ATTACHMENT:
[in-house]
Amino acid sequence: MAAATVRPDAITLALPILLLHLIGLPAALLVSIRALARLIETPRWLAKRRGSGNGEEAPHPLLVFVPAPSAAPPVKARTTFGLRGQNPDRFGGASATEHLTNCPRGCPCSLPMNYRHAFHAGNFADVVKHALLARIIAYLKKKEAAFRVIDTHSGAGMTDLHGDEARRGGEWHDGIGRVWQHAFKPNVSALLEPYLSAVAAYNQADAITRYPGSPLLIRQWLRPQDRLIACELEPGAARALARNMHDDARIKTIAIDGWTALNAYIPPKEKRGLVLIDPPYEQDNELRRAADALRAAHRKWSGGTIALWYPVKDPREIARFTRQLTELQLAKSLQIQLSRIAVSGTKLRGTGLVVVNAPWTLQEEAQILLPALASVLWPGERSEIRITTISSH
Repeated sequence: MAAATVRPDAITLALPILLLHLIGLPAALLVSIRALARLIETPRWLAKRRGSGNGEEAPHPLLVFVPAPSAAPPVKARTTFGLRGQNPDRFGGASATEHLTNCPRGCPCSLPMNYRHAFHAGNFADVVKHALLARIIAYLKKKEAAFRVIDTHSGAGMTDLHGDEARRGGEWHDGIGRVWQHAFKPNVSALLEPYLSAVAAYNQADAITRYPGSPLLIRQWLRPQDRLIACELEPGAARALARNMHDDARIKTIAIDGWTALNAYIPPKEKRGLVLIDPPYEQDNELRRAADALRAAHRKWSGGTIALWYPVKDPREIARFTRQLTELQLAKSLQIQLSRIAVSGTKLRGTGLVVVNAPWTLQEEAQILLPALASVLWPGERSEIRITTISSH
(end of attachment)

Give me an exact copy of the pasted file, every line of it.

[in-house]
Amino acid sequence: MAAATVRPDAITLALPILLLHLIGLPAALLVSIRALARLIETPRWLAKRRGSGNGEEAPHPLLVFVPAPSAAPPVKARTTFGLRGQNPDRFGGASATEHLTNCPRGCPCSLPMNYRHAFHAGNFADVVKHALLARIIAYLKKKEAAFRVIDTHSGAGMTDLHGDEARRGGEWHDGIGRVWQHAFKPNVSALLEPYLSAVAAYNQADAITRYPGSPLLIRQWLRPQDRLIACELEPGAARALARNMHDDARIKTIAIDGWTALNAYIPPKEKRGLVLIDPPYEQDNELRRAADALRAAHRKWSGGTIALWYPVKDPREIARFTRQLTELQLAKSLQIQLSRIAVSGTKLRGTGLVVVNAPWTLQEEAQILLPALASVLWPGERSEIRITTISSH
Repeated sequence: MAAATVRPDAITLALPILLLHLIGLPAALLVSIRALARLIETPRWLAKRRGSGNGEEAPHPLLVFVPAPSAAPPVKARTTFGLRGQNPDRFGGASATEHLTNCPRGCPCSLPMNYRHAFHAGNFADVVKHALLARIIAYLKKKEAAFRVIDTHSGAGMTDLHGDEARRGGEWHDGIGRVWQHAFKPNVSALLEPYLSAVAAYNQADAITRYPGSPLLIRQWLRPQDRLIACELEPGAARALARNMHDDARIKTIAIDGWTALNAYIPPKEKRGLVLIDPPYEQDNELRRAADALRAAHRKWSGGTIALWYPVKDPREIARFTRQLTELQLAKSLQIQLSRIAVSGTKLRGTGLVVVNAPWTLQEEAQILLPALASVLWPGERSEIRITTISSH